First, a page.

Reclaiming History, a monumental tome with over 1500 pages of text, plus Bibliography, Index, and another 1000 pages of Notes contained in a supplementary CD, remains to this day the best researched, most annotated, most scholarly, most analyzed, most comprehensive, and certainly most authoritative book on the JFK assassination, actually superseding Posner’s Case Closed. The book seemed to have made an impact on the American mind, although this observation remains largely unrecognized. But the fact is that after the celebrated movie JFK debuted in 1991, close to 80% of Americans believed there was a conspiracy and cover-up behind the JFK assassination. But by 2013, this number has been reduced to 61%, the lowest percentage since the 1970s. Nevertheless, this percentage remains disturbingly high considering the fact that several investigations have also revealed that Oswald had acted alone and no evidence of any conspiracy was uncovered during that decade — e.g., the Rockefeller Commission and the Church Committee of 1975 and the House Select Committee on Assassinations (HSCA; 1976-1978) — to the present day, and despite the release of all formerly classified material on the assassination.
But this should not be surprising; it could still take years to reverse the misinformation that has been disseminated by hundreds of JFK conspiracy books in the last 40 plus years, not to mention the serious psychical and historical damage that the totally deceptive and fictitious film by Oliver Stone, JFK (1991), has done in deceiving Americans about the concocted “facts” surrounding the assassination. No doubt Stone ran all the way to the bank exploiting the magic of cinema that so powerfully deceived and duped Americans (and the world) in propounding that there was a vast conspiracy involving large sectors of the U.S. government, including the FBI, the CIA, the Military-Industrial Complex, etc., and the supposedly equally behemothic cover-up by the Warren Commission and others, to keep Americans from knowing the “truth” of a conspiracy.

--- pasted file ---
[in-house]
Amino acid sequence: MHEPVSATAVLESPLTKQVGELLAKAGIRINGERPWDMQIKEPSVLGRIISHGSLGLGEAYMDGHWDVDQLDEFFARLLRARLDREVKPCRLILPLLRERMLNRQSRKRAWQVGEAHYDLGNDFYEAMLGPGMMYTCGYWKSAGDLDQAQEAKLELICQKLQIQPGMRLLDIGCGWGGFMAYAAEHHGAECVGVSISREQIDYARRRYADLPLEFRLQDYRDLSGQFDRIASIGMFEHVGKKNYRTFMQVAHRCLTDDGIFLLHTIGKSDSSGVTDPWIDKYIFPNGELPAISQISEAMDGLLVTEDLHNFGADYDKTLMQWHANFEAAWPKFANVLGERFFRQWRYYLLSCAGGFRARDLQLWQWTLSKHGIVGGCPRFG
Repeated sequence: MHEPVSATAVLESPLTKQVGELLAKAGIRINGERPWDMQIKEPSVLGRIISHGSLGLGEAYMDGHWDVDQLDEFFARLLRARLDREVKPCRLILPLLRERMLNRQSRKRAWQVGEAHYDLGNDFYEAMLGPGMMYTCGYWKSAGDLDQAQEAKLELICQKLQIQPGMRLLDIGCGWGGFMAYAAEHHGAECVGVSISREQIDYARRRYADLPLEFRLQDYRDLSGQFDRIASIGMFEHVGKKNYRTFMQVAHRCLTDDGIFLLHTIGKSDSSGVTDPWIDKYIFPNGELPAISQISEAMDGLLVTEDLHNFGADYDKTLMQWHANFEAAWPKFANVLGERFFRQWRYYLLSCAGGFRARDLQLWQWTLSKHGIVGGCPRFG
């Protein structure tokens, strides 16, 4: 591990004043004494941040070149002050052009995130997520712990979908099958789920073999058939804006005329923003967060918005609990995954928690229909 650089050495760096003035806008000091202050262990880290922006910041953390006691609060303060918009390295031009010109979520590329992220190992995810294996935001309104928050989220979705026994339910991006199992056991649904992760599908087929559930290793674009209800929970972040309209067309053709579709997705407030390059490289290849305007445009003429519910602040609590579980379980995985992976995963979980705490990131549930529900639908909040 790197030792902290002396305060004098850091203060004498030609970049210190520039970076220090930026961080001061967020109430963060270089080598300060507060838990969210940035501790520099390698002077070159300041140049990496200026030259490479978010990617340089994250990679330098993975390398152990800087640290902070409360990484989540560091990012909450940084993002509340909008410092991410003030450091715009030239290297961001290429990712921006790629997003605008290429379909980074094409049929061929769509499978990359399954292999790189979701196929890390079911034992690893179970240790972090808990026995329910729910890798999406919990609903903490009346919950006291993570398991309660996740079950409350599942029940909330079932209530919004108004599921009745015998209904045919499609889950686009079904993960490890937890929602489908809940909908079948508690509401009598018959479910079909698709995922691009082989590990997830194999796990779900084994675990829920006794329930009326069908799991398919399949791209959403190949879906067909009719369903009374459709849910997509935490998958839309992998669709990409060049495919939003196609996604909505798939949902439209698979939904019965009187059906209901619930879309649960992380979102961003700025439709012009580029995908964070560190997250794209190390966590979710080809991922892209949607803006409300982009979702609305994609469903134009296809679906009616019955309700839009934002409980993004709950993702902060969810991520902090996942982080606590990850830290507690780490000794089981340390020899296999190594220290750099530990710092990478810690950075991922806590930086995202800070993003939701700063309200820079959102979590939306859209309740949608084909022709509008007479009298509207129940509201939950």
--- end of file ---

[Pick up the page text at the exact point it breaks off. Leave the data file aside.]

Bugliosi’s magnum opus, Reclaiming History, will in time go a long way to further reverse this inflicted historic damage on the psyche of Americans, the majority of whom still believe there was a conspiracy and that Oswald was just a “patsy.” Read this book. Despite its impressive size and the sheer weight of this very hefty tome, knowledge, logic, and eloquence carries the day in this suspenseful and tantalizing, yet easy to read, forensic book. And unless you are one of those conspiracy theorists who are immune to logic and reason, you will be convinced that Oswald was indeed the assassin, that he acted alone, and that there was no conspiracy. Get this book and read it, and you will also be convinced beyond all doubt! Kudos and 5 stars all around for this tour de force on the JFK assassination!
Written by Dr. Miguel Faria
Miguel A. Faria, Jr., M.D. is Clinical Professor of Surgery (Neurosurgery, ret.) and Adjunct Professor of Medical History (ret.) Mercer University School of Medicine. He is an Associate Editor in Chief and a World Affairs Editor of Surgical Neurology International (SNI), and an Ex-member of the Injury Research Grant Review Committee of the Centers for Disease Control and Prevention (CDC). 2002-05; Former Editor-in-Chief of the Medical Sentinel (1996-2002), Editor Emeritus, the Association of American Physicians and Surgeons (AAPS); Author, Vandals at the Gates of Medicine (1995); Medical Warrior: Fighting Corporate Socialized Medicine (1997); and Cuba in Revolution: Escape From a Lost Paradise (2002).
This article may be cited as: Faria MA. The assassination of John F. Kennedy and conspiracy theories — A review of Vincent Bugliosi’s book, Reclaiming History. HaciendaPublishing.com, November 8, 2015. Available from: https://haciendapublishing.com/the-assassination-of-john-f-kennedy-and-conspiracy-theories–a-review-of-vincent-bugliosis-book-reclaiming-history/
Copyright ©2015 Miguel A. Faria, Jr., M.D.